15 November 2001 | Robin Parker
Business activity on both sides of the Atlantic has suffered in the month after the US terrorist attacks, with the services sector particularly badly hit, according to the latest figures.
The UK, US and euro-zone purchasing managers' indices (PMI) for the non-manufacturing sector recorded their lowest ever figures in October. The manufacturing sector continued to contract, and the index hit record lows in Ireland, the Netherlands and Denmark.
The CIPS/NTC Research PMI showed that UK services contracted for the second successive month, dropping to 46.3, its lowest ever and further below the 50 mark that indicates no change, owing largely to the reduced tourist trade.
Services' decline was more pronounced in the US, particularly after the National Association of Purchasing Management (NAPM) had reported a surprise upturn in September. In October, its index fell 9.6 points to 40.6.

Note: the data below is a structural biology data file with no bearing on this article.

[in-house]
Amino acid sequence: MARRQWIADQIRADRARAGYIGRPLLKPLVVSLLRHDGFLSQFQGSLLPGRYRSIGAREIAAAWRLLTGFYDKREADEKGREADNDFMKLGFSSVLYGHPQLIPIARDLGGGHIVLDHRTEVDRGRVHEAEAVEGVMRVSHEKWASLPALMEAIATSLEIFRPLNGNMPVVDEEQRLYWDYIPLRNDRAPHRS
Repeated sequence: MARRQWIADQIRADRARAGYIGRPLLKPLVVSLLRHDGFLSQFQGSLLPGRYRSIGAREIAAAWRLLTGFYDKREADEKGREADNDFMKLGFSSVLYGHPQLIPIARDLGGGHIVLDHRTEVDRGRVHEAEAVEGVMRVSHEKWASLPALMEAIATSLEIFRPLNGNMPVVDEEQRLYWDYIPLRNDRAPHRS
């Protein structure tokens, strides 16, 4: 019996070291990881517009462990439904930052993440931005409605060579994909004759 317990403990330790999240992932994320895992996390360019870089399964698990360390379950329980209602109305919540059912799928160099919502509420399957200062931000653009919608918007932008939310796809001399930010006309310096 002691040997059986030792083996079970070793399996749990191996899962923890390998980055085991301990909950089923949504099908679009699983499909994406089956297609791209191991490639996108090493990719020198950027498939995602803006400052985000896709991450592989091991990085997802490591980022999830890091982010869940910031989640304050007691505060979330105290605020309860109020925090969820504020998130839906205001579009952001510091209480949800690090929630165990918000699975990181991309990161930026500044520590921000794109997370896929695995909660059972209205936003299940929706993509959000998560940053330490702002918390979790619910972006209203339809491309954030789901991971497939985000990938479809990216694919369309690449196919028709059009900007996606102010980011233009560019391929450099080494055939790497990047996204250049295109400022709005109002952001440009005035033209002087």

Norbert Ore, chair of the NAPM's manufacturing business survey committee, urged buyers to conduct rigorous risk assessments of their supply chains.
"Supply management has never been more important and it is vital that we examine the security of our supply arrangements."
But Mark Berrisford-Smith, senior economist at HSBC, questioned the extent of the decline. "It's no surprise that figures are the lowest ever, but while hotels and airlines are having a really bad time, most areas of services are keeping their heads above water," he said.